Cannabis entrepreneur Mimi Lam doesn’t see much sense in blocking pot stores from opening.
“We don’t see municipalities opting out of coffee shops or bars or nail salons,” the co-founder of the Superette pot store chain said in an email. “Why should cannabis be any different?”
Several of Lam’s stores are in downtown Toronto, where a starkly different situation is playing out.
The city is teeming with cannabis shops, particularly along Queen Street West, and many more are slated for the neighbourhood and surrounding areas.
The proliferation is so intense Toronto city councillors Kristyn Wong-Tam and Paula Fletcher made a November motion for a moratorium on new cannabis store licences lasting a year or until a provincial bill giving municipalities a say in the location and distribution of private cannabis stores passes.
City council amended the motion to remove the moratorium request. The provincial bill is awaiting a second reading.
Many believe the longer the current lopsided situation goes unaddressed, the harder it becomes for retailers to profit and take advantage of lucrative markets.
For example, Stoker said Dutch Love’s research has shown that secondary and tertiary markets like suburban regions are “potentially stronger” than metropolitan cores, but pot stores remain banned from many of those areas.
Where stores aren’t banned, RBC Capital Markets analyst Douglas Miehm found average monthly sales per cannabis store sunk to less than $200,000 this summer, a drop from $300,000 two years ago.
During the same time period, licensed producers have laid off thousands of workers, shut down several facilities and taken multimillion-dollar writedowns as they try to align supply with demand and reach profitability.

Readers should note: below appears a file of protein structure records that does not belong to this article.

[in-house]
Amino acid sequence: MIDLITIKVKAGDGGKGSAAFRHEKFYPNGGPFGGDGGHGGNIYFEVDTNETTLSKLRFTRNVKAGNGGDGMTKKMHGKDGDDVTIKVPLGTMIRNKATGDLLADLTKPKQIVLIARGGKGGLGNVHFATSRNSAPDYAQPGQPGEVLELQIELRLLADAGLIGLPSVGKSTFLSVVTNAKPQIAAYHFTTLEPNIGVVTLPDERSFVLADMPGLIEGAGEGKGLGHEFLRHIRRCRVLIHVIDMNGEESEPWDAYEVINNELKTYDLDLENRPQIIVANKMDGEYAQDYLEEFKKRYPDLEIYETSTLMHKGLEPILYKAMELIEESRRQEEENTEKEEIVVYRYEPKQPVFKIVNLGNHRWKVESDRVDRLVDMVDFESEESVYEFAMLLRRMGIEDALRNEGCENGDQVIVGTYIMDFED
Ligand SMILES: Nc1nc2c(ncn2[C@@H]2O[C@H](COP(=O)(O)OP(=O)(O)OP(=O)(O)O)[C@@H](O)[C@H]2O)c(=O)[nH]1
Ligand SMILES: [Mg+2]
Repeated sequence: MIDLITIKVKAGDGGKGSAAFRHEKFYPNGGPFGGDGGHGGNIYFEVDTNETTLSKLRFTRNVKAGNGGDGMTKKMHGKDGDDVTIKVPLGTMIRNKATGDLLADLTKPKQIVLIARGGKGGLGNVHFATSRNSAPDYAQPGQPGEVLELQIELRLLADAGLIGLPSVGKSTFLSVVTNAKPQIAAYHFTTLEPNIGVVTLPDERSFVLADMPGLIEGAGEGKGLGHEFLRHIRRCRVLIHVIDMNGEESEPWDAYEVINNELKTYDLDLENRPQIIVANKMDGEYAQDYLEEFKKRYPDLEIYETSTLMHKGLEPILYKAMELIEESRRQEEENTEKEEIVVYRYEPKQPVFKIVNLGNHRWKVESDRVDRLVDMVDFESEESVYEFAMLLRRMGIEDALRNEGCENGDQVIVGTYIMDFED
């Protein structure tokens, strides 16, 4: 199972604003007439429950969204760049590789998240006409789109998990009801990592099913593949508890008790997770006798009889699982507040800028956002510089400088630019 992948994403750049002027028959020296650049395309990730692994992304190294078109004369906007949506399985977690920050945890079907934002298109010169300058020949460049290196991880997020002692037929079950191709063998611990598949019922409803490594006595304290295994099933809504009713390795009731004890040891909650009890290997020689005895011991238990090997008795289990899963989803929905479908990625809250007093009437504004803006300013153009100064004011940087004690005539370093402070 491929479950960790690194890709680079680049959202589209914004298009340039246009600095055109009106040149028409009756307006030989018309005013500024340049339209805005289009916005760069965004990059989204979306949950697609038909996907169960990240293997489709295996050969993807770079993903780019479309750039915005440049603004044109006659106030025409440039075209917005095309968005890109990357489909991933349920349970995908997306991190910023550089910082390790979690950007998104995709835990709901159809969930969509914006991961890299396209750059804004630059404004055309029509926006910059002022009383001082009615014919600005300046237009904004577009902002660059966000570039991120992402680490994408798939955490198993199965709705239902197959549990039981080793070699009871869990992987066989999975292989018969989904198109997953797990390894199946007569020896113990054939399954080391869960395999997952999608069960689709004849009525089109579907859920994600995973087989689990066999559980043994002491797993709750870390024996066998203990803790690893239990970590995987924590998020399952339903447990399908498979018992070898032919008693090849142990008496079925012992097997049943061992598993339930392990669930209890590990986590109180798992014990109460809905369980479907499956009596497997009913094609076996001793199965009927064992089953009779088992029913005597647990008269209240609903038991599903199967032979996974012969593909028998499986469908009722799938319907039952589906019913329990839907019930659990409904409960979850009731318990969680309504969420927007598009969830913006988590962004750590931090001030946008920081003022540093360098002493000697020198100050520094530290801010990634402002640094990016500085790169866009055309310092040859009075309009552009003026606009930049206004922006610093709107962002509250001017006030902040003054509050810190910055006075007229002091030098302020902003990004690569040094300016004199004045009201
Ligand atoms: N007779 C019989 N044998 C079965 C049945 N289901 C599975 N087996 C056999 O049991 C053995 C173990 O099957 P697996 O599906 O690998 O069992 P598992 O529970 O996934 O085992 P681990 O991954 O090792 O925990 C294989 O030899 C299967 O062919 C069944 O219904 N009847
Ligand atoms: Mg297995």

Although Miehm increased his sales outlook for the remainder of 2021 as well as the next two years, he pointed out that valuations of licensed producers have fallen. He predicted in an October note to investors that some stores will close and those that hang on will lose some economic viability.
Brock University associate professor Mike Armstrong agrees.
He crunched consumer-reported data from Statistics Canada and found the increasing number of cannabis stores are responsible for 46 per cent of quarterly sales changes. Only eight per cent of the shifts can be attributed to new customers.
“Opening more stores is very important to getting access and unserved markets, so in provinces that don’t have enough stores, yeah, absolutely open more stores,” he said.
“But once you already have stores, those stores don’t seem to add much to the demand.”
While people gripe about the uneven distribution of retail locations, Armstrong believes it won’t be a problem forever.
Eventually, entrepreneurs will get a more realistic sense of demand, profitability and competition, and big chains will buy out small pot shops, he predicted.
“Some will decide, ‘this isn’t the big gold rush I thought it would be,’” said Armstrong.
“The market will actually sort itself out, just like it does any other industry.”
Tara Deschamps, The Canadian Press